SAN FRANCISCO (Reuters) — Unionized workers and management for San Francisco's rail system, the nation's fifth largest, said on Saturday they have resolved a final sticking point in a labour contract dispute that lasted eight months and saw two crippling transit strikes.
The agreement includes an amended version of a family medical leave provision that had divided the Bay Area Rapid Transit District (BART) and its two largest unions, the transit agency said in a statement.
"It's a fair resolution that would close months of drawn out contract talks," said John Arantes, president of the Service Employees International Union Local 1021 (SEIU).
The BART board of directors will vote soon on the contract. If ratified by the board, the agreement will go to final vote by the SEIU and the Amalgamated Transit Union Local 1555, the agency said.
The two sides reached a deal in late October, ending a four-day employee walkout that caused traffic delays and forced passengers to miss work and school or be hours late. It was the second strike since July.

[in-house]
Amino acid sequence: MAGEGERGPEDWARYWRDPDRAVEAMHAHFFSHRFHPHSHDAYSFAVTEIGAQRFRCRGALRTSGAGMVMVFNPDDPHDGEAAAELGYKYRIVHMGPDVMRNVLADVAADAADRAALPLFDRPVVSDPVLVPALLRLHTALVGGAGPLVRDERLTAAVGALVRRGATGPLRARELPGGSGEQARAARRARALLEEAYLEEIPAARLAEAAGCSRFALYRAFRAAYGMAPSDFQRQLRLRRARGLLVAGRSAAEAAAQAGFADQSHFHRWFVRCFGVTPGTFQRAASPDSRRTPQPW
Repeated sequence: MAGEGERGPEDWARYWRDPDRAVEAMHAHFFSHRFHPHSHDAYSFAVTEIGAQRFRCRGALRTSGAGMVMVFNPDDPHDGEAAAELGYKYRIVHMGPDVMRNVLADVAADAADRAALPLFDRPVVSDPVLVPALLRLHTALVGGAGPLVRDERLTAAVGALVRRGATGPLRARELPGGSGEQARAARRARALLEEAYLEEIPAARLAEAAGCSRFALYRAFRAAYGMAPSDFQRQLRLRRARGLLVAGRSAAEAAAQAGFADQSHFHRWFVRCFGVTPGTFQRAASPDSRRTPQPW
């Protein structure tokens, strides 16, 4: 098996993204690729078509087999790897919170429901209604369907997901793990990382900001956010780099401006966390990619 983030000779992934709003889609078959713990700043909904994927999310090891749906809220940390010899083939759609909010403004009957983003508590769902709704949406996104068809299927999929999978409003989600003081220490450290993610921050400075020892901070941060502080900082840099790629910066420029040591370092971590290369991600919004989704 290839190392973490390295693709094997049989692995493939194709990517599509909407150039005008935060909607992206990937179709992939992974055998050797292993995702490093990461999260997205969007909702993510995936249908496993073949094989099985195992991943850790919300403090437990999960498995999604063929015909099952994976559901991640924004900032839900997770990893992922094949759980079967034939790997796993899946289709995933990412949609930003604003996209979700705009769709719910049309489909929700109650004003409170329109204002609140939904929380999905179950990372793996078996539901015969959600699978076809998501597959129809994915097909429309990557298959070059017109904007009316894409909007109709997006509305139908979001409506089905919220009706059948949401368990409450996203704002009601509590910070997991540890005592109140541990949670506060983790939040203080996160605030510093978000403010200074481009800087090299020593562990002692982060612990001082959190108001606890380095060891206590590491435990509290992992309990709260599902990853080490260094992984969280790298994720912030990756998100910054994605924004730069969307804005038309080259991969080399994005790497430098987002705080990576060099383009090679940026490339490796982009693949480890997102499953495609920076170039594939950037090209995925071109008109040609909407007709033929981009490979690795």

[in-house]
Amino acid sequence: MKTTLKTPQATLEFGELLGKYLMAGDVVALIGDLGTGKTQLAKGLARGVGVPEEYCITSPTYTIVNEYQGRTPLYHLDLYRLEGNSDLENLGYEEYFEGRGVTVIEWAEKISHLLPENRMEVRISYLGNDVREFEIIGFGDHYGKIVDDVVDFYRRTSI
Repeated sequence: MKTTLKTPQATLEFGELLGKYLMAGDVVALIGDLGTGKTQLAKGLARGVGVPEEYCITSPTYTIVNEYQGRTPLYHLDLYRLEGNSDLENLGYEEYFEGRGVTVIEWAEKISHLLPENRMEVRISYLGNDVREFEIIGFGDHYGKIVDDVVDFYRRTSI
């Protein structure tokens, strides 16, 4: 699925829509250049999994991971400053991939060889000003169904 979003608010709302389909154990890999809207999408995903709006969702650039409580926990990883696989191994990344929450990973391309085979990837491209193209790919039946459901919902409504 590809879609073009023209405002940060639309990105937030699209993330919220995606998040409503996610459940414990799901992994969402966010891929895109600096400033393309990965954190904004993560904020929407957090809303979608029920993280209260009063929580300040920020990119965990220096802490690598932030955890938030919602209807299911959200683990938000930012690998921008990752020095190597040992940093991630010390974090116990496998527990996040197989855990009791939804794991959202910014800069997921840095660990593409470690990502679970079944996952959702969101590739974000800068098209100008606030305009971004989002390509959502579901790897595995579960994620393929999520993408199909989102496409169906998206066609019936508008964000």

Shortly after the unions ratified the agreement, BART said it had mistakenly agreed to a deal term that would give workers six weeks of paid family medical leave. It said it could not afford to fund the time off, which would cost between $1.4 million and $44 million over the four-year contract, depending on how many employees used it.
In early December, union leaders sued to enforce the contract, which they said BART unlawfully reneged on.
The most current contract drops the six weeks of paid family medical leave in exchange for amending the deal to include extended bereavement leave and upgraded employee break rooms, BART said.
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